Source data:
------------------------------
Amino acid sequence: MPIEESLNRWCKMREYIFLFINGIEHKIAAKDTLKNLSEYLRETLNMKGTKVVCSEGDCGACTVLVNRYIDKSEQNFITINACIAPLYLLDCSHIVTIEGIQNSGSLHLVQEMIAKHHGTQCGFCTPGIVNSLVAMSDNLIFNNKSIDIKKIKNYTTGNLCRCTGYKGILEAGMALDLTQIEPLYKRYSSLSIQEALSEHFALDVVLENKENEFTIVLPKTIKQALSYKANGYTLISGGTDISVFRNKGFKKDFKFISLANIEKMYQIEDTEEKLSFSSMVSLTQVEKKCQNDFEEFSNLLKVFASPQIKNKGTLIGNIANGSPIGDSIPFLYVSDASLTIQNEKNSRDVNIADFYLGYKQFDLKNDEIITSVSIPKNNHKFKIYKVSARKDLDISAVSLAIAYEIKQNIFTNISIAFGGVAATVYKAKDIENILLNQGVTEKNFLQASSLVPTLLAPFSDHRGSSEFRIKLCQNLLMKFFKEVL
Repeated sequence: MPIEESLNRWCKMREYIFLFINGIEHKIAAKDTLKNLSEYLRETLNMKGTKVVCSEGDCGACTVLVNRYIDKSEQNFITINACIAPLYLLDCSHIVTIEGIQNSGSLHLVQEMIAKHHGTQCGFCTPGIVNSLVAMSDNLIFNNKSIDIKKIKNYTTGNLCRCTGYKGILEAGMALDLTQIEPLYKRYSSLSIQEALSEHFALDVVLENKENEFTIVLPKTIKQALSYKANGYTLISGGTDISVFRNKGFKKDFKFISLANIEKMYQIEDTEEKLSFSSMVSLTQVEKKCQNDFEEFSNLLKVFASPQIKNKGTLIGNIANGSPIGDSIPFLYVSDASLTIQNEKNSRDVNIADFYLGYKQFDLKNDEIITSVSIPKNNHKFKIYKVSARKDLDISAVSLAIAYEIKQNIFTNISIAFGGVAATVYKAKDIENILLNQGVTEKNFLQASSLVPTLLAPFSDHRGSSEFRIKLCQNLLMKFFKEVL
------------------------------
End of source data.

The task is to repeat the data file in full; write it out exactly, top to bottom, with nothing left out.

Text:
Amino acid sequence: MPIEESLNRWCKMREYIFLFINGIEHKIAAKDTLKNLSEYLRETLNMKGTKVVCSEGDCGACTVLVNRYIDKSEQNFITINACIAPLYLLDCSHIVTIEGIQNSGSLHLVQEMIAKHHGTQCGFCTPGIVNSLVAMSDNLIFNNKSIDIKKIKNYTTGNLCRCTGYKGILEAGMALDLTQIEPLYKRYSSLSIQEALSEHFALDVVLENKENEFTIVLPKTIKQALSYKANGYTLISGGTDISVFRNKGFKKDFKFISLANIEKMYQIEDTEEKLSFSSMVSLTQVEKKCQNDFEEFSNLLKVFASPQIKNKGTLIGNIANGSPIGDSIPFLYVSDASLTIQNEKNSRDVNIADFYLGYKQFDLKNDEIITSVSIPKNNHKFKIYKVSARKDLDISAVSLAIAYEIKQNIFTNISIAFGGVAATVYKAKDIENILLNQGVTEKNFLQASSLVPTLLAPFSDHRGSSEFRIKLCQNLLMKFFKEVL
Repeated sequence: MPIEESLNRWCKMREYIFLFINGIEHKIAAKDTLKNLSEYLRETLNMKGTKVVCSEGDCGACTVLVNRYIDKSEQNFITINACIAPLYLLDCSHIVTIEGIQNSGSLHLVQEMIAKHHGTQCGFCTPGIVNSLVAMSDNLIFNNKSIDIKKIKNYTTGNLCRCTGYKGILEAGMALDLTQIEPLYKRYSSLSIQEALSEHFALDVVLENKENEFTIVLPKTIKQALSYKANGYTLISGGTDISVFRNKGFKKDFKFISLANIEKMYQIEDTEEKLSFSSMVSLTQVEKKCQNDFEEFSNLLKVFASPQIKNKGTLIGNIANGSPIGDSIPFLYVSDASLTIQNEKNSRDVNIADFYLGYKQFDLKNDEIITSVSIPKNNHKFKIYKVSARKDLDISAVSLAIAYEIKQNIFTNISIAFGGVAATVYKAKDIENILLNQGVTEKNFLQASSLVPTLLAPFSDHRGSSEFRIKLCQNLLMKFFKEVL